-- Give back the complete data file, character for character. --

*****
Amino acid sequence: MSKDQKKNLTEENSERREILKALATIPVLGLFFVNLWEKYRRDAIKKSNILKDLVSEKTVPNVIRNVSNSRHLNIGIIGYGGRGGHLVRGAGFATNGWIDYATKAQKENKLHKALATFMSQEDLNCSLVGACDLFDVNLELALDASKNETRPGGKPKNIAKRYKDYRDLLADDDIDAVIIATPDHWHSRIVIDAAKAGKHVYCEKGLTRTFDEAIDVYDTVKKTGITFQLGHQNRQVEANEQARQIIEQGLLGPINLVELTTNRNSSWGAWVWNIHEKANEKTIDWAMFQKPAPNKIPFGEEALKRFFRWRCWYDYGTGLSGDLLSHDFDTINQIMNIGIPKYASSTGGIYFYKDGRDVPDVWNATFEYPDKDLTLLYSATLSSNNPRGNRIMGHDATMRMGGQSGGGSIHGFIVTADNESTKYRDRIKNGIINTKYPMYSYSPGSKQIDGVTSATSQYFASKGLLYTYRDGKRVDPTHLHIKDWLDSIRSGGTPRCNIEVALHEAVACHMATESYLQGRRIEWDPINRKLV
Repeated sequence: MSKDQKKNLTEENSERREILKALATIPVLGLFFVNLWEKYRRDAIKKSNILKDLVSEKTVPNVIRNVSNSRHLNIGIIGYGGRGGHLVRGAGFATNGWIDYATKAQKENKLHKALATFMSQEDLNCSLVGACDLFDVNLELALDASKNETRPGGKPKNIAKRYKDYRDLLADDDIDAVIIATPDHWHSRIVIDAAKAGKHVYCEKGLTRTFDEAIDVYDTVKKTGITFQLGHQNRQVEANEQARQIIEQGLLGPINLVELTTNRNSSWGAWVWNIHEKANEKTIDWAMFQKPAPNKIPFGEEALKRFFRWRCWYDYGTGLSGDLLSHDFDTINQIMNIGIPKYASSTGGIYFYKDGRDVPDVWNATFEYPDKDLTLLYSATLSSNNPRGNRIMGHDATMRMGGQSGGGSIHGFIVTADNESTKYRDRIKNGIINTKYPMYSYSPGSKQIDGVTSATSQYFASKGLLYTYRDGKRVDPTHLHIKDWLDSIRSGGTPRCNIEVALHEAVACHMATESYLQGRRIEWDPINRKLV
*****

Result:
Amino acid sequence: MSKDQKKNLTEENSERREILKALATIPVLGLFFVNLWEKYRRDAIKKSNILKDLVSEKTVPNVIRNVSNSRHLNIGIIGYGGRGGHLVRGAGFATNGWIDYATKAQKENKLHKALATFMSQEDLNCSLVGACDLFDVNLELALDASKNETRPGGKPKNIAKRYKDYRDLLADDDIDAVIIATPDHWHSRIVIDAAKAGKHVYCEKGLTRTFDEAIDVYDTVKKTGITFQLGHQNRQVEANEQARQIIEQGLLGPINLVELTTNRNSSWGAWVWNIHEKANEKTIDWAMFQKPAPNKIPFGEEALKRFFRWRCWYDYGTGLSGDLLSHDFDTINQIMNIGIPKYASSTGGIYFYKDGRDVPDVWNATFEYPDKDLTLLYSATLSSNNPRGNRIMGHDATMRMGGQSGGGSIHGFIVTADNESTKYRDRIKNGIINTKYPMYSYSPGSKQIDGVTSATSQYFASKGLLYTYRDGKRVDPTHLHIKDWLDSIRSGGTPRCNIEVALHEAVACHMATESYLQGRRIEWDPINRKLV
Repeated sequence: MSKDQKKNLTEENSERREILKALATIPVLGLFFVNLWEKYRRDAIKKSNILKDLVSEKTVPNVIRNVSNSRHLNIGIIGYGGRGGHLVRGAGFATNGWIDYATKAQKENKLHKALATFMSQEDLNCSLVGACDLFDVNLELALDASKNETRPGGKPKNIAKRYKDYRDLLADDDIDAVIIATPDHWHSRIVIDAAKAGKHVYCEKGLTRTFDEAIDVYDTVKKTGITFQLGHQNRQVEANEQARQIIEQGLLGPINLVELTTNRNSSWGAWVWNIHEKANEKTIDWAMFQKPAPNKIPFGEEALKRFFRWRCWYDYGTGLSGDLLSHDFDTINQIMNIGIPKYASSTGGIYFYKDGRDVPDVWNATFEYPDKDLTLLYSATLSSNNPRGNRIMGHDATMRMGGQSGGGSIHGFIVTADNESTKYRDRIKNGIINTKYPMYSYSPGSKQIDGVTSATSQYFASKGLLYTYRDGKRVDPTHLHIKDWLDSIRSGGTPRCNIEVALHEAVACHMATESYLQGRRIEWDPINRKLV